Fast forward 25 years to the summer of 2010 and although the summer is not over yet, I find myself tasked with the same exercise; trying to spin a tale of how I spent my summer vacation. While having long since moved away to college and onto a professional career now in the foothills of Alabama, this summer I had the opportunity to work remotely from Kingsford, Michigan. This was the town where my parents have spent most of their lives and where I grew up. Most of my job is preparation for software demonstrations that I give to power companies, which involves travel so it doesn't really matter where I live, as long as I have my laptop and an airport nearby for travel. So after figuring out some logistics at home, I packed up the car with the dogs and set out to drive the 900 miles north to Michigan's Upper Peninsula.

I had some initial thoughts of how the summer might unfold over the course of the following 51 days, but what happened was not what I expected. Somehow along the way I remember the importance of family, the pure enjoyment of running and that you need far less to be happy than you actually have.

Let's first start with the fact that the last 7 weeks have not been a vacation; with work travel and our busy season today is the first day that I have taken off, including working through the 4th of July. There have been multiple trips to Kansas, South Carolina, Houston and even back to Huntsville. While here in Kingsford, I have my "office" set up in the kitchen where my laptop and monitor are hooked up to the internet so I can access work files and participate in conference calls. My normal routine would be to wake up early and after letting the dogs outside to do their business, I was typically working by 6:30am. My dad would laugh because my work uniform was most often a pair of split shorts and technical shirt that I had put on after the run from the night before and would wear during the run on the current day. Just like at home, I would drink coffee all morning, eat lunch around noon and find some time to plan out the run for that night. To be honest, I probably worked more efficiently and turned out more productive work in the last two months than any other two month stretch in quite some time.

Yes I missed my friends in Huntsville, my weekly trips to Fleet Feet and Starbucks. The first few weeks were pretty tough, but with the advent of Facebook, Twitter and my BlackBerry, I was never more than a nanobyte away from catching up with them. Being in the minority of runners here, most days I would either run alone, with the beagles, or on occasion I would get together with an old friend to do some track work at the high school. What I found in those lonely hours afoot was my affinity for running. I remembered why I started running all of the years ago and recaptured my zeal for the sport.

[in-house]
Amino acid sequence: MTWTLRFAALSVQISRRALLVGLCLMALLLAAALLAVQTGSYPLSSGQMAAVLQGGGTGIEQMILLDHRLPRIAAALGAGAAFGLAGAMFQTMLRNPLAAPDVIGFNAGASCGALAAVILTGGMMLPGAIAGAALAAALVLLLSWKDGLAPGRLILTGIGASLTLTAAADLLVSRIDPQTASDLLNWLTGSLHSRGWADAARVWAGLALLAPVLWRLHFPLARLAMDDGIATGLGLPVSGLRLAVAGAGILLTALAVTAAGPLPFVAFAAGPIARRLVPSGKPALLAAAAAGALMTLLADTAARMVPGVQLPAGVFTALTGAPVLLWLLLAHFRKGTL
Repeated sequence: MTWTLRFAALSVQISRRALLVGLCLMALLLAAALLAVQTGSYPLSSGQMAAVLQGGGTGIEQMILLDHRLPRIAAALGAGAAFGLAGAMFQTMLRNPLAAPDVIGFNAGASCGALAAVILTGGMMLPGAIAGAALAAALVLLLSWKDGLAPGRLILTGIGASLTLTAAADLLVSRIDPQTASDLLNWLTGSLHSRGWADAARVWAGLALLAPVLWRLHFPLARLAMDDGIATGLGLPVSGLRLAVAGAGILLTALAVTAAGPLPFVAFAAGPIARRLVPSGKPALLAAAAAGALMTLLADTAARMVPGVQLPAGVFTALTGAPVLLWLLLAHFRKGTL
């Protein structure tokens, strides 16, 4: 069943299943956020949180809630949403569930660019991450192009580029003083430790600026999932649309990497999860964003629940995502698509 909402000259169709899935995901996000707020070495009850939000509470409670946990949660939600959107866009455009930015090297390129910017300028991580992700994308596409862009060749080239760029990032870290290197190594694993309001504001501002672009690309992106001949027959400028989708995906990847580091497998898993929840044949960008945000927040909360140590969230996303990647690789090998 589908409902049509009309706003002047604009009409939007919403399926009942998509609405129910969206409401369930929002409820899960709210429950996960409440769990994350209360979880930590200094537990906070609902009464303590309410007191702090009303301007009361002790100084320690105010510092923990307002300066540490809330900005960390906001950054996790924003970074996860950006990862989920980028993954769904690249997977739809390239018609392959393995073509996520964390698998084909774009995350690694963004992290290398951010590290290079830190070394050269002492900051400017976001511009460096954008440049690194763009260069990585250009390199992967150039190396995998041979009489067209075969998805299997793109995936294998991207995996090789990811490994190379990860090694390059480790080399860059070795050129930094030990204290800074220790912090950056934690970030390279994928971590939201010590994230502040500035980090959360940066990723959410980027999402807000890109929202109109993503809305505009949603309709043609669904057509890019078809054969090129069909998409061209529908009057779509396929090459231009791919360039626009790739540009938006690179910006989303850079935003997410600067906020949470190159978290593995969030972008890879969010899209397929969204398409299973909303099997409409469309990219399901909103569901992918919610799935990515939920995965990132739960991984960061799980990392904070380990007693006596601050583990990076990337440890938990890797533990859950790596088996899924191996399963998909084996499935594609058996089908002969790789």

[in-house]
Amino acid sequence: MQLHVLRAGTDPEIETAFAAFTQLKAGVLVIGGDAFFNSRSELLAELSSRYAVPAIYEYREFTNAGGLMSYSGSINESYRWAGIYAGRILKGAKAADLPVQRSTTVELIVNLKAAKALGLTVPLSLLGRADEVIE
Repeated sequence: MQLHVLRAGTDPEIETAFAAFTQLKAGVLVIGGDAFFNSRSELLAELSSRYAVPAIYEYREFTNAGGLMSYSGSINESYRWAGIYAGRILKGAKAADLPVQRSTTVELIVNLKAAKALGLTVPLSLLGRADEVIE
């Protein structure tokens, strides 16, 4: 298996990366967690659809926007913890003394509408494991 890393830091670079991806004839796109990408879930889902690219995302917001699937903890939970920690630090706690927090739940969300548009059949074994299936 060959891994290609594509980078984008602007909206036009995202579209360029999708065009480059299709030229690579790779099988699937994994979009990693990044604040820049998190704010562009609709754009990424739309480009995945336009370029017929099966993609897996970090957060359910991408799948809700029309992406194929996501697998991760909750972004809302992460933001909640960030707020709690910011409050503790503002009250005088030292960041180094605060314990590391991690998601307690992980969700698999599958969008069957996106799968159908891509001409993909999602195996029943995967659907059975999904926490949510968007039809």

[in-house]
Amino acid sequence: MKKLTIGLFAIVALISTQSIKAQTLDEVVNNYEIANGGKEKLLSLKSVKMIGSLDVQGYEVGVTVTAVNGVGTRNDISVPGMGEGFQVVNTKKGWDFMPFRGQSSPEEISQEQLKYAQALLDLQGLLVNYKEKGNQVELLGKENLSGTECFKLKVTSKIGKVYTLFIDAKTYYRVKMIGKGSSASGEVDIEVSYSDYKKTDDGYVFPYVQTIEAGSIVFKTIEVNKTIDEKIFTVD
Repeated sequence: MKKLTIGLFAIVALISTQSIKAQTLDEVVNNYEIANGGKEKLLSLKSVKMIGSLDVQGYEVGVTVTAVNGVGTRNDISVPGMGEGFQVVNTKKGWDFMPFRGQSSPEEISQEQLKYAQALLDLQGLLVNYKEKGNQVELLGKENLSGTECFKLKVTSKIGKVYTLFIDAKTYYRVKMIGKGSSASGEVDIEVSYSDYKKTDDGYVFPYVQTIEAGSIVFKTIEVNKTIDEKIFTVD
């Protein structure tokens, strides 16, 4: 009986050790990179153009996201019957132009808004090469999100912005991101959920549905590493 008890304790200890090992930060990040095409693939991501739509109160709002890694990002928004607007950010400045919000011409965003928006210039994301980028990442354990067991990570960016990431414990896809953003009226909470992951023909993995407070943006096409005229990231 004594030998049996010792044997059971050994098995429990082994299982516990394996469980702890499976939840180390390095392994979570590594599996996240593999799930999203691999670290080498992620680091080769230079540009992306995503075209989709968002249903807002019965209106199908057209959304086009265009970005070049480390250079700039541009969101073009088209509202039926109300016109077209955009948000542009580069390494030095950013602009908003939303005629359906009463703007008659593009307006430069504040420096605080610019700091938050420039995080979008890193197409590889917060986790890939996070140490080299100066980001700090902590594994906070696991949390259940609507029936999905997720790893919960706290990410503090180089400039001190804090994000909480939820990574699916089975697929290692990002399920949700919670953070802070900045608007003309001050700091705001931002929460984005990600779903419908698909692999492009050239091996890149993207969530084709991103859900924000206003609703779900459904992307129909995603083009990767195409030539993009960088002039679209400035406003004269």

I felt a little like Tom Cruise in Jerry Maguire at times, sharing his revelation of the mission statement. I was running fewer total miles, but I was running a higher percentage of quality miles. More tempo runs, more track work, more hill repeats, more pickups during a long run and more races, yet with a lower volume. I managed to regain some of the speed that I had from the fall of 2008 when I was setting most of my personal records and before my love for ultra marathons and long runs developed. I have hardly stepped foot on a paved road this summer as most of my runs have been on gravel roads, trails, snowmobile trails or deer paths which has done wonders for my health. I will attribute much of this to the gorgeous summer weather in Northern Michigan, where highs in the 80's where high and mostly the mercury never got about the upper 70's.

While the cool weather was a driver, so was the fact that I had rediscovered my appreciation for life. Being around family and seeing friends from your childhood made me more relaxed and with far less stress from the daily grind. I was able to focus on running quality and not trying to figure out how I was going to fit a run in when times were busy. If it was raining or if I just wasn't feeling it, I turned around early or just didn't run all together. In the same breathe, when I did feel good I would pick up the pace, focus on faster leg turnover and crank out some fast miles. Some weeks I would have 4 or 5 days in a row with quality running where I was hitting it hard every day and while my monthly mileage may have dropped from the normal 350-400 down to 250 I was running better and enjoying it so much more.